As a teacher and adviser for young artists, what are the recurring challenges you see young artists going through, and how do you see these challenges transform post-graduation when they start their art careers?


I had been was full-time faculty for seventeen years, and during my tenure, I was fortunate to witness first-hand the catalytic power of creative expression. I found harmony between art and teaching and I could not imagine doing one without the other. One of the challenges in teaching art is finding the way to express my creativity both as an artist and as a teacher and to share my feelings about art and life through both endeavors. The discovery changed me and opened the door to freedom for me, and I hope to share this transformative power of art with my students.


Art has always been my weapon, and I practice my resistance in the arena of culture. I use my art as a cultural tool to effect social change; my work is my voice, the tool I use to inspire dialogue, action, and progress. I have found that I can make this happen very directly in the classroom. I read once that there are two ways to spread light into the world: One way is to be the candle that creates the light, and the other way is to be the mirror that reflects the light. I take that to mean that when I am in my studio, I am the candle that generates the light, and when I teach, I am the mirror that reflects the light. Either way, I am part of the light, which is very important to me.


Artist Carmen Lizardo in her studio

In 2017, I stepped down from my academic job to dedicate my time entirely to my studio practice. However, it is my privilege to advise and support young artists that pursue a career in the arts. Unfortunately, I have also seen what is wrong with our educational system, both as a student and faculty of color. As a student, I was well-nourished in the craft and aesthetic of art by the works of western masters, and my training and education in art school were superb. However, I have also struggled as an Afro-Latina and as a woman to see myself reflected in the artworks I so love. I believe it was this gorging that they indulged in on the one hand while starving them on the other, that left so many of the Afro-Latinos and African-American art students I knew in school feeling lost, frustrated, and alone. Of those, I knew in art school very few graduated, fewer still held true to being the art makers or artists they aimed to be as they borrowed their way through an expensive private art school education. A profession for the mind should not just be for the rich. The only way to promote social change and to free our society is to allow for this not to be a prohibitive dream.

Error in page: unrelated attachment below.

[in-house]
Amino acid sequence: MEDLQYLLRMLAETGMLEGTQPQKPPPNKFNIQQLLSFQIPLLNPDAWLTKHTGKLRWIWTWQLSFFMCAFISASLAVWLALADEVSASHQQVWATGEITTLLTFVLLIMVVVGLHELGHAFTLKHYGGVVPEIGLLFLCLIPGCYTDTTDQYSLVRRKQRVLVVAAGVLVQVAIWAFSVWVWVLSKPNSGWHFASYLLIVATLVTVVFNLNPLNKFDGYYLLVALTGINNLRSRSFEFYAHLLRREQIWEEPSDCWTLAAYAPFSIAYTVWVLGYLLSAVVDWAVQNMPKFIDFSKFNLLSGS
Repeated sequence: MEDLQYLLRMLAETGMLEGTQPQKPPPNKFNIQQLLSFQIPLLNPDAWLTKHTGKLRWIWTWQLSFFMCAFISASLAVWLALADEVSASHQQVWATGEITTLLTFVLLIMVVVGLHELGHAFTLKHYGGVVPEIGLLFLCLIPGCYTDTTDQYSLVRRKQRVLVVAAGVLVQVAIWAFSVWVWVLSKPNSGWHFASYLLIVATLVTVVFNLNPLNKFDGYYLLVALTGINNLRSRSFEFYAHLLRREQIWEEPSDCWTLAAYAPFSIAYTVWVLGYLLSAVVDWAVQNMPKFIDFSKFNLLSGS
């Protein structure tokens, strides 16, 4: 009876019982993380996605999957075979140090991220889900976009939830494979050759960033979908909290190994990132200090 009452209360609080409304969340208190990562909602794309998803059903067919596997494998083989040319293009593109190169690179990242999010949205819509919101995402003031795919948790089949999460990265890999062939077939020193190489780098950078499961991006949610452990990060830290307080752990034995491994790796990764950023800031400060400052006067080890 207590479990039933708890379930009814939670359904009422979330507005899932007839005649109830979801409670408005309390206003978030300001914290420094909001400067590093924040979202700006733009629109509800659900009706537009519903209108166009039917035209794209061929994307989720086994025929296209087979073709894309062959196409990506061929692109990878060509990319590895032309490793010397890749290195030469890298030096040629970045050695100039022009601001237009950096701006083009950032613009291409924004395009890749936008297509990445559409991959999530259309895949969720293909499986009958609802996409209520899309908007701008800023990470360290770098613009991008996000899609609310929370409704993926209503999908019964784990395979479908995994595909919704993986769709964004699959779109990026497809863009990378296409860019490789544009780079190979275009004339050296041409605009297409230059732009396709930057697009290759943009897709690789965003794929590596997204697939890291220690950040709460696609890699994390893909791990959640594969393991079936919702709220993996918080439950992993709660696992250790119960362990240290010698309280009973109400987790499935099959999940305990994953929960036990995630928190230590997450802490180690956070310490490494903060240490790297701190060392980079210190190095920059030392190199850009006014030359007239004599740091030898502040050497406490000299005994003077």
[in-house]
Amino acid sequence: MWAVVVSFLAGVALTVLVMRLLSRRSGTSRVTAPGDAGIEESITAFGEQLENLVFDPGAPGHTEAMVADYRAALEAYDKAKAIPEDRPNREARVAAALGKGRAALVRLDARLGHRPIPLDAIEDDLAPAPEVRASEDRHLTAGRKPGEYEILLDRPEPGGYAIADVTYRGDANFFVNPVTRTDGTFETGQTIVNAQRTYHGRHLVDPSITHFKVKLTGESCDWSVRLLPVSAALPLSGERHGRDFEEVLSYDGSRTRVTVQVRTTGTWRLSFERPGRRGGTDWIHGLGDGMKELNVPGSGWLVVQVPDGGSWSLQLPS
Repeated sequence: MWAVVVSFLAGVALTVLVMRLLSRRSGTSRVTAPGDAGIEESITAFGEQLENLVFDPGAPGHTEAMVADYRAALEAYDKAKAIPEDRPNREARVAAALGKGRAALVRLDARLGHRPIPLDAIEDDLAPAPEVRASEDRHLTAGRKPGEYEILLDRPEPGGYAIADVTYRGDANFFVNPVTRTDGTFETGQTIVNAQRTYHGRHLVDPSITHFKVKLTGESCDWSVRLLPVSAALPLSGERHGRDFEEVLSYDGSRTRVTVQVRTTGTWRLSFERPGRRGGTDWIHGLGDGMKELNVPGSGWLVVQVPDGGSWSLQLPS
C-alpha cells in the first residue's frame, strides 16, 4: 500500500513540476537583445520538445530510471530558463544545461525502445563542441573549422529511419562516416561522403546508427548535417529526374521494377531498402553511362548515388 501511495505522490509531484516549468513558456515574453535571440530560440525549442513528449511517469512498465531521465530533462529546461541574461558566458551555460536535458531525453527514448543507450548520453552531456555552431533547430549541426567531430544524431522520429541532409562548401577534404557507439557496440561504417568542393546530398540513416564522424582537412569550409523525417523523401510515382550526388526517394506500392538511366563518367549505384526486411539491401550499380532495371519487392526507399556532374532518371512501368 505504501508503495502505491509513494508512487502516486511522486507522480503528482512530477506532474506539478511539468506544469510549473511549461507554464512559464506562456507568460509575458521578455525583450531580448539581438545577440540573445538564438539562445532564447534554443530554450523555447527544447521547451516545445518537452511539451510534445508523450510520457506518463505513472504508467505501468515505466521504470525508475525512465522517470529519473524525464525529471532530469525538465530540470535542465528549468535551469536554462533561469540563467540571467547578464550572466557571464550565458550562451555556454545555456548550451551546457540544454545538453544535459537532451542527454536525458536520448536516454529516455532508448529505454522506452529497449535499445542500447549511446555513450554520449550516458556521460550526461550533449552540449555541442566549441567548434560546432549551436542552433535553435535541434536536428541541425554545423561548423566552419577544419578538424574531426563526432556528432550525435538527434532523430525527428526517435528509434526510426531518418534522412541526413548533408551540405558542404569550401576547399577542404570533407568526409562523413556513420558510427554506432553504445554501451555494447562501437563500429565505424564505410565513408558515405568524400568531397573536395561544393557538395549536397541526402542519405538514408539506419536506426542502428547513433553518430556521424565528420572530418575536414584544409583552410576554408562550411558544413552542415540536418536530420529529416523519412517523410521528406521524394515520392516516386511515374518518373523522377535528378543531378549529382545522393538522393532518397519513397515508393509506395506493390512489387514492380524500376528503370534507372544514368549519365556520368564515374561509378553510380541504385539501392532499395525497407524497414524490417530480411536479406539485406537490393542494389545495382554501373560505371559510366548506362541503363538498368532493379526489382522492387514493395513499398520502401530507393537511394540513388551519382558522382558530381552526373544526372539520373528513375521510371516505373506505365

"I identify with art that forces me into a journey"

As a catalyst for social and political change, art is unique in its capacity to provide the tools and platforms for community members to represent their own experiences and aspirations, to enable visionary thinking and practice, and to bring communities together to engage in challenging conversations that can lead to advocacy, action, and change. I striven to instill this kind of passion and interest in my students, as I offered practical guidance, honest critical advice and most importantly I tried to extend kindness. I know everyone needs compassion, and I was lucky enough to encounter that in my earlier years. Many of my students are now my friends, and I respect them and admire them for the work that they do. I also offer an open the door to those who seek mentorship beyond academia. I found that I am best when I am in my element, which is within my studio and my daily life. It offers an opportunity for teaching without any hierarchy. It is indeed a free exchange, and now that I have left academia, I am open to sharing my knowledge to those who genuinely want the kind of help I can give.


Self portrait - From the series Americana by Carmen Lizardo

Are there any particular artists or photographers that you follow these days?


I will always be in love with the Masters and Byzantine arts, and Paul Rand will forever influence me. I love Bauhaus, formalism and color theory. Moreover, I am a process-junkie, and Surrealist women are part of my bloodline. However, today, my inspiration and entire admiration (with proper courtesy, of course) come to the artists Childish Gambino and Lin Manuel Miranda. They are my Caravaggio, my Leonardo, my Picasso. They make my brain visible, and they make me proud. Art has made me brave, and I feel these artists are the most courageous. I identify with art that forces me into a journey -- A journey that induces an experience inwards to portray what is happening all around us.


This artist introduction and interview was curated by Shally Zucker - Senior Editor at Artqol